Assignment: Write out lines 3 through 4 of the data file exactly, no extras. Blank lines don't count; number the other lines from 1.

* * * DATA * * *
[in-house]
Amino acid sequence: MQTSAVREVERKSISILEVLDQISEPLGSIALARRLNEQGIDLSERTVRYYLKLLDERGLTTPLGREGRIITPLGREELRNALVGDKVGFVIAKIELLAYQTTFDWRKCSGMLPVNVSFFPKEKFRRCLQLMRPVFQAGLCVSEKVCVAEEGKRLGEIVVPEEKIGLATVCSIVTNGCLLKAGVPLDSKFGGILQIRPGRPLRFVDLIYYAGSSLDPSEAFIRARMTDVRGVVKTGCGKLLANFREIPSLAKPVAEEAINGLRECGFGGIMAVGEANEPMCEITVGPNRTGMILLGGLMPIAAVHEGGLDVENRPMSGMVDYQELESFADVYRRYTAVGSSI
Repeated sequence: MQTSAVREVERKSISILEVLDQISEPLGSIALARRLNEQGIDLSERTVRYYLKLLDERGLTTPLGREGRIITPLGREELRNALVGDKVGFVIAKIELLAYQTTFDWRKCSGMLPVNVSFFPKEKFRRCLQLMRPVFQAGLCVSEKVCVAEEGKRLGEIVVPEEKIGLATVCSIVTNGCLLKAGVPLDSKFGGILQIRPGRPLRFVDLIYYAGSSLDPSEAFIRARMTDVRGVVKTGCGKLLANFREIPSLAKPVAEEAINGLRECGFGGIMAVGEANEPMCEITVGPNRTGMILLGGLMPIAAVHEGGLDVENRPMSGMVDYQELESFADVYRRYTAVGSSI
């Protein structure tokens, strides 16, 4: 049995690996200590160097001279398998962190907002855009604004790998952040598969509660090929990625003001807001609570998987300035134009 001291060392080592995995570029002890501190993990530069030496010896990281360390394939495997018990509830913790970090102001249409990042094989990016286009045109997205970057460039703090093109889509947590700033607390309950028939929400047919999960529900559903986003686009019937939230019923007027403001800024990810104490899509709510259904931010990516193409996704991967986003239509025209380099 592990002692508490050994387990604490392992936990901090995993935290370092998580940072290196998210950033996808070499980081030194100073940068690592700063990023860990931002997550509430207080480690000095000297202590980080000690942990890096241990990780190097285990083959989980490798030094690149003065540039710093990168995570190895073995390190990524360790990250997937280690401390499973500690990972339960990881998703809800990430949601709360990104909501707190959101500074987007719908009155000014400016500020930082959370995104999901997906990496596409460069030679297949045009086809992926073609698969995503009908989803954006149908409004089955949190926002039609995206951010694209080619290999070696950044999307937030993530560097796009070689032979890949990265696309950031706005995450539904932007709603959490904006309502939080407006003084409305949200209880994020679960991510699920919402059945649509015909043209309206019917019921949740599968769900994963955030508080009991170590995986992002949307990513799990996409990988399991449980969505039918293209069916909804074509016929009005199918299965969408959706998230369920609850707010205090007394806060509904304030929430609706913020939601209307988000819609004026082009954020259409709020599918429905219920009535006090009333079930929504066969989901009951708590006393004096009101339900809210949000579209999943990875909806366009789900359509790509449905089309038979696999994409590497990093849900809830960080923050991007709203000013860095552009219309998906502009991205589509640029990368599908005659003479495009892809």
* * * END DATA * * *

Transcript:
Repeated sequence: MQTSAVREVERKSISILEVLDQISEPLGSIALARRLNEQGIDLSERTVRYYLKLLDERGLTTPLGREGRIITPLGREELRNALVGDKVGFVIAKIELLAYQTTFDWRKCSGMLPVNVSFFPKEKFRRCLQLMRPVFQAGLCVSEKVCVAEEGKRLGEIVVPEEKIGLATVCSIVTNGCLLKAGVPLDSKFGGILQIRPGRPLRFVDLIYYAGSSLDPSEAFIRARMTDVRGVVKTGCGKLLANFREIPSLAKPVAEEAINGLRECGFGGIMAVGEANEPMCEITVGPNRTGMILLGGLMPIAAVHEGGLDVENRPMSGMVDYQELESFADVYRRYTAVGSSI
């Protein structure tokens, strides 16, 4: 049995690996200590160097001279398998962190907002855009604004790998952040598969509660090929990625003001807001609570998987300035134009 001291060392080592995995570029002890501190993990530069030496010896990281360390394939495997018990509830913790970090102001249409990042094989990016286009045109997205970057460039703090093109889509947590700033607390309950028939929400047919999960529900559903986003686009019937939230019923007027403001800024990810104490899509709510259904931010990516193409996704991967986003239509025209380099 592990002692508490050994387990604490392992936990901090995993935290370092998580940072290196998210950033996808070499980081030194100073940068690592700063990023860990931002997550509430207080480690000095000297202590980080000690942990890096241990990780190097285990083959989980490798030094690149003065540039710093990168995570190895073995390190990524360790990250997937280690401390499973500690990972339960990881998703809800990430949601709360990104909501707190959101500074987007719908009155000014400016500020930082959370995104999901997906990496596409460069030679297949045009086809992926073609698969995503009908989803954006149908409004089955949190926002039609995206951010694209080619290999070696950044999307937030993530560097796009070689032979890949990265696309950031706005995450539904932007709603959490904006309502939080407006003084409305949200209880994020679960991510699920919402059945649509015909043209309206019917019921949740599968769900994963955030508080009991170590995986992002949307990513799990996409990988399991449980969505039918293209069916909804074509016929009005199918299965969408959706998230369920609850707010205090007394806060509904304030929430609706913020939601209307988000819609004026082009954020259409709020599918429905219920009535006090009333079930929504066969989901009951708590006393004096009101339900809210949000579209999943990875909806366009789900359509790509449905089309038979696999994409590497990093849900809830960080923050991007709203000013860095552009219309998906502009991205589509640029990368599908005659003479495009892809």